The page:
And I have to stop doing all this ?
    Tell me I misunderstood the advice given .

  6. Eileen the wanderer says:

    I had scarlet fever in the 1940’s and didn’t die because of antibiotics. I also fell and had a brain bleed. Now, I’m in my 80’s and not doing well in the head. Did the antibiotics make me lose my mind?

  7. noreen smith says:

    Low Cholesterol is associated with homicide,suicide,depression and autism wow !!

  8. jennifer says:

    Do you take Aetna Insurance for brain scans?
    I did neuropsch testing on 9/4 but have not had a brain scan.

  9. Martha Garveiy says:

    I have been on 5 medication for bi-polar and schizoid affective disorders for 40 years. The Lithium I take has given me a thyroid problem, and is starting to touch my kidney. I work and go to school, and function pretty well, but am wondering if there is a better way than all this medication.

  10. Ann Shaw says:

    I am 71 who has been using Nitrous Oxide when having dental and periodontal procedures done and wouldn’t have been able to get through these procedures without it. What are the long term effects on my brain, if any?

  11. Carol Wade says:

    I’ve written before concerning my grand day Ellie. She has had issues since she was born. I don’t feel she has had a proper diagnoses and therefore we don’t know what the best course of action is for her. She has been diagnosed with ADHD and miid disorder as well as depression…. Currentky She takes a drug called Atomoxetine HCL 25 MG capsules. She was also just switched to Risperidone 0.5 mg (Risperdal 0.5 mg,) which will probably have to be increased. These help stabelze her moods but not as effectively as us needed.

    We live in Tennessee and her insurance is currently TENNCARE. I’m pretty certain you won’t accept it to cover a scan for her but I want to get her accurately tested somewhere.

    Her behavior issues have disrupted the whole family especially my daughter in law who has to be her primary care giver. She is not a biological child. My son and daughter in law took her in after her biological mother was not able to take care of her due to drug abuse. Yes the mother took drugs during the pregnancy which I’m certain have been the reason for much of the problems my grand daughter has suffered.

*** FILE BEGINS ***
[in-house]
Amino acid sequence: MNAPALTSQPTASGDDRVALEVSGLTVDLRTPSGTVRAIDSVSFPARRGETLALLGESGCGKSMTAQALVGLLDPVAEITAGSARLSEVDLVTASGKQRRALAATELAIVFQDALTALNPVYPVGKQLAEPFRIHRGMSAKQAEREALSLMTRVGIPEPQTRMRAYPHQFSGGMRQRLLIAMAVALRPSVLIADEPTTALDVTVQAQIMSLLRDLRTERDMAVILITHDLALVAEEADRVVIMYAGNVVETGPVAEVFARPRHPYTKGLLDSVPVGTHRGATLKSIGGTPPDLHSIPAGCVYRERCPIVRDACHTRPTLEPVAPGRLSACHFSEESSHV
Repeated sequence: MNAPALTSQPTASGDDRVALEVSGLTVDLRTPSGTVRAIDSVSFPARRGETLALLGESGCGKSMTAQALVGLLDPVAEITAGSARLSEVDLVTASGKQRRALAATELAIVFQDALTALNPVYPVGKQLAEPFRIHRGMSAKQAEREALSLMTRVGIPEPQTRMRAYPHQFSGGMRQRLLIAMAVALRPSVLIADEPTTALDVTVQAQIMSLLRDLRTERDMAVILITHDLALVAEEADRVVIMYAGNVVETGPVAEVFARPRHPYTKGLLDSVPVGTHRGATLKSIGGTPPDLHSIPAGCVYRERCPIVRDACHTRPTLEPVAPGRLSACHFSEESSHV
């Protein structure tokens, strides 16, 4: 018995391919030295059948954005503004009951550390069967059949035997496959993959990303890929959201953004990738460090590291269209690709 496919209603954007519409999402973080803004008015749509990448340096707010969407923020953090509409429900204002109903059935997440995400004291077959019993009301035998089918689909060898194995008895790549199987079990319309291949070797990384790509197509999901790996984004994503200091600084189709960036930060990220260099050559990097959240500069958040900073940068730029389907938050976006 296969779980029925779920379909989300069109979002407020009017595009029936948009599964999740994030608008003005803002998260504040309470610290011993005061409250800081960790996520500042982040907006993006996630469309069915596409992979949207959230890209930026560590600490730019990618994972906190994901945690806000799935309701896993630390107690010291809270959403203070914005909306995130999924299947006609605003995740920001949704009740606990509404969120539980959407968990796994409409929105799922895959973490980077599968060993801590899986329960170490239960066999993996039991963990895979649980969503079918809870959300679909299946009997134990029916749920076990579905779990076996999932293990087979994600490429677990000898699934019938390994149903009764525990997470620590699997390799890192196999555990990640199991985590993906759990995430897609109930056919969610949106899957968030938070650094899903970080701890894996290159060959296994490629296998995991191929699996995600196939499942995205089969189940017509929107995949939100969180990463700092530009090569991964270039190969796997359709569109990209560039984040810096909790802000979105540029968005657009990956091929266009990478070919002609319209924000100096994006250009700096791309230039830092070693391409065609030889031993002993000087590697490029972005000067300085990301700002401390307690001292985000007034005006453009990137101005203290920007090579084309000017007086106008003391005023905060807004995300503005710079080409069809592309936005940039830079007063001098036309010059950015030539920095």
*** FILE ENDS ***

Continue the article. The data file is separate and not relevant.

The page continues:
Would you be able to help us and maybe recommend a clinic or a physician that would be a good resource to maybe give us a proper diagnoses of her condition and a possible course of treatment? I have suggested that my son and daughter in law seek out family counseling since this is such a trying situation and I’ve told them they can’t possibly know how to treat the situation without the proper “tools” to cope. But my daughter in law feels like it’s interference and that she is being told she is not a good parent. The truth is she has gone far and beyond what any one else in the family has done and if it were not for she and my son there is no telling where this child would be right now. I also have a biological grand son that this effects as well. When there is a special needs child in a home, we all know it affects the whole family.

    Any advice you offer would be greatly appreciated. If you would like to reach me.
    Thank you in advance for your response.
    Sincerely,
    Carol Wade

  12. Hilary Wehby says:

    Hello,
    I have a 28 year old son who I believe suffers from depression. He used to smoke marijuana but has stopped. I live in Jamaica and my son is completing post graduate studies in South Florida. He doesn’t think anything is wrong with him most of the time. He sounded suicidal in some recent conversations.

    Where would be the best place to access your services for my son? I noticed you have a clinic in Tampa. Please advise best route to access evaluation and treatment for him and even a crude guesstimate of how much this may cost? Thanks very much in advance for your advice.

    Best Regards

  13. Greg says:

    So high cholesterol is okay? This is contrary to what every other Dr I know says—including Dr Michael Gregger—who is, i believe, the greatest authority on evidence based nutrition. Please refer to his web sate and comment: nutritionfacts.org

  14. Diana Brooks says:

    When I first heard Dr. Amen and his wife Tana on PBS I felt like I’d opened up a miracle of self-discovery….as a teacher I have forwarded to the best of my ability your info to others in hopes they may get relief as well. I take better care of myself since learning more from Dr. Amen and his programs are always fascinating to me. Thank you from the top and bottom of my heart.

  15. Carol says:

    My husband, 63 yrs old, was diagnosed with Alzheimers about 5 years ago. Physically he’s in great shape but his mind continues to decline. Is it possible to slow down the Alzheimer’s? I can bring him to one of your clinics if you think it will help. We live in Alaska – not much help available here, but I’ve taken him to UW in Seattle. I understand that there is no cure but is there hope of slowing it down as he moves from the middle stages to the later?

    • Amen Clinics says:

      Hello Carol, thank you for reaching out. We do have a clinic in Bellevue, WA: https://www.amenclinics.com/locations/northwest/. We’ll have a Care Coordinator reach out to you to discuss other options. Our Care Coordinators can also provide referrals to practices that utilize brain SPECT imaging and The Amen Clinics Method, perhaps some locations of these practices would be closer to you.